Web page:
MYOC consists of three exons and two introns, and encodes a 55–57 kDa protein composed of 504 amino acids. To date, more than 80 missense or nonsense variants of myocilin have been reported in different racial/ethnic populations, with the majority of them being clustered in the conserved olfactomedin domain of exon 3 [8]. Myocilin is a secretary protein and interacts with the components of extracellular matrix in trabecular meshwork. The abnormal function of myocilin has been extensively investigated. Haploinsufficiency does not appear to be the primary disease mechanism of MYOC mutations. Current studies demonstrate that mutant myocilin protein is misfolded and accumulated as aggregates in the endoplasmic reticulum, which lead to dysfunction and apoptosis of trabecular meshwork cells.

Herein, an autosomal dominant JOAG family (PN pedigree) residing in Guangdong Province of South China was recruited and subjected to linkage analysis to identify gene mutations. Family history of JOAG was thoroughly recorded, and available family members were examined for glaucoma. Testing included stereo-optic disc photographs, optical coherence tomography, and automated perimetry. The clinical features of the pedigree were assessed and the correlation between the phenotype and the genotype was analyzed.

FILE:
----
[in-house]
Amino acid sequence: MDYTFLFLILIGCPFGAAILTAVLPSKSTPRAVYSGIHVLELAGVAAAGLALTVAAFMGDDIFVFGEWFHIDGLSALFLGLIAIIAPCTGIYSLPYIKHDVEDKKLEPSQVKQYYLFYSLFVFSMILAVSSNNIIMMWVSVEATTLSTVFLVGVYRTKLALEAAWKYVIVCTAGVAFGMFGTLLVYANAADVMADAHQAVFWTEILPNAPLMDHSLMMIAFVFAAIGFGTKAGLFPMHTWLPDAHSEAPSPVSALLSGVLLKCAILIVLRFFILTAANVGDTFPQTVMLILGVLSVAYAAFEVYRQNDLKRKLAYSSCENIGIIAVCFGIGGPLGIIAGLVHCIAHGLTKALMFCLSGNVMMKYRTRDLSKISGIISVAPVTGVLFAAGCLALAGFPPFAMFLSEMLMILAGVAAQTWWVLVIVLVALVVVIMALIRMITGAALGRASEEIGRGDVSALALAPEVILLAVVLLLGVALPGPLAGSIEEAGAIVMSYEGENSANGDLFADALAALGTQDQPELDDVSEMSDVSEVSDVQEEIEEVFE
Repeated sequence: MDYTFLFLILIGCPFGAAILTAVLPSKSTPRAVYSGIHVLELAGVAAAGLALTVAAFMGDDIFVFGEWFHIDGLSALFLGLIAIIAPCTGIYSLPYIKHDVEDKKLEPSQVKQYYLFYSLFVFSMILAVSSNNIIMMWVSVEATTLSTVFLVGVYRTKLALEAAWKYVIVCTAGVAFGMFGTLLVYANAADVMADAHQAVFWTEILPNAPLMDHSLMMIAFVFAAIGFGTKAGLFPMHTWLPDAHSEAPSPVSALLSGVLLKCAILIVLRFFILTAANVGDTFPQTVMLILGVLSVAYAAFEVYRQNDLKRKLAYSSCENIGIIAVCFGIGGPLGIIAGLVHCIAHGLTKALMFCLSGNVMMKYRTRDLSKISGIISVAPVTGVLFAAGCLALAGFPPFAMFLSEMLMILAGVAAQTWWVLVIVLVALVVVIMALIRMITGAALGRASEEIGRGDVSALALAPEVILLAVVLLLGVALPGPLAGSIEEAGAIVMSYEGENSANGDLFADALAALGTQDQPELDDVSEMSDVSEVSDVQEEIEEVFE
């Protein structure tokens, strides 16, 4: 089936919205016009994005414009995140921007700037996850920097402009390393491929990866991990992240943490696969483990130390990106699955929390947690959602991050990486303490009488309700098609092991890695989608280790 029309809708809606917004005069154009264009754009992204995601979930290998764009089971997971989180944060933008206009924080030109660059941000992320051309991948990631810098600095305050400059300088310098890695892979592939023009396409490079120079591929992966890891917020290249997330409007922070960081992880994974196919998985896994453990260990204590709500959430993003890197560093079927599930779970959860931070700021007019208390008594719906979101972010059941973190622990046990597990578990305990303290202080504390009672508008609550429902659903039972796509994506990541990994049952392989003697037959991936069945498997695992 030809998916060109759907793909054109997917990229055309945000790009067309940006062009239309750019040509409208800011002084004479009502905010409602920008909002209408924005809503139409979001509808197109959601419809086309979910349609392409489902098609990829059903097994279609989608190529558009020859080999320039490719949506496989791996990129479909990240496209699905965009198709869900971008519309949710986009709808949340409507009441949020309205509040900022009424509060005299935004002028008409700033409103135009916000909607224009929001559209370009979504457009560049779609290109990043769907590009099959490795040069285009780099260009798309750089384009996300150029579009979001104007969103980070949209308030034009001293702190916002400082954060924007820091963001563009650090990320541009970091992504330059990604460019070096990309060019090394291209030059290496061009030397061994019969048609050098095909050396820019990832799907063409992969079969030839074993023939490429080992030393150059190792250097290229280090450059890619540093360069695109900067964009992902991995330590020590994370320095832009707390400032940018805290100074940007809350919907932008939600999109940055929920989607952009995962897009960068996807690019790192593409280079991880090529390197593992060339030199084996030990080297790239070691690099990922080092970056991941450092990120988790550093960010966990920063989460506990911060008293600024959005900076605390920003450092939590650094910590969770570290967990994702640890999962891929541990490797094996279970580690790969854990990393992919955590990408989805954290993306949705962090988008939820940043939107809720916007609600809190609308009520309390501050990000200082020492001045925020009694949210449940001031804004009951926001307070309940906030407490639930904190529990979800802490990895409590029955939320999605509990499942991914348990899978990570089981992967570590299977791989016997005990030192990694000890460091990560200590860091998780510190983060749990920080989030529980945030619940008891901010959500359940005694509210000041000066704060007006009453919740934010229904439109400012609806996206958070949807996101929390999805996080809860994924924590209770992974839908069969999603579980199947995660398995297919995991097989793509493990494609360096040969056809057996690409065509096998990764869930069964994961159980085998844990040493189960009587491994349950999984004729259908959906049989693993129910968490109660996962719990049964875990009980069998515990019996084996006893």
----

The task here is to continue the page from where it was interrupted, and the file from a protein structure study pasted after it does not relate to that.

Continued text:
This study was done in accordance with the principles of the Declaration of Helsinki. Informed patient consent and approval by the Hospital Ethics Committee (Zhongshan Ophthalmic Centre, Sun Yat-sen University, Guangzhou, People’s Republic of China) were obtained before initiating the study.

This PN pedigree has three generations and consists of 25 members. The total number of affected individuals was eight. Comprehensive ophthalmologic examinations and general medical history were taken and documented by an experienced doctor (Zhongshan Ophthalmic Centre, Sun Yat-sen University). The protocol included the best-corrected visual acuity using Snellen charts, slit-lamp inspection of the anterior eye, IOP measurement by Goldmann application tonometry, anterior chamber angle evaluation by gonioscopy, and fundus examination including vertical and horizontal optic cup disc ratio (C/D ratio) assessment. All subjects underwent automated visual field examination (tested with Humphrey, SITA fast strategy, program 30–2). The Optical Coherence Tomography (OCT) and color fundus photographs of the disc and macula were tested to aid with assessment of the patients’ visual condition and stage of illness.

The diagnosis of POAG was based on an intraocular pressure (IOP) of 22 mmHg or higher, open angles on gonioscopy, glaucomatous optic disc features, and visual field defects consistent with assessed optic neuropathy. A diagnosis of juvenile-onset open angle glaucoma (JOAG) was given when patients were younger than 35 years at the time POAG was diagnosed. If the person only exhibits an IOP above 21 mmHg (without IOP lowing therapy) in the absence of damage to both the optic nerve and the visual field, that individual will be diagnosed with ocular hypertension (OHT). Topical medication was given to patients with IOPs higher than 21 mmHg. Patients whose IOPs could not be controlled with medicine underwent combined trabeculectomy.

Linkage analysis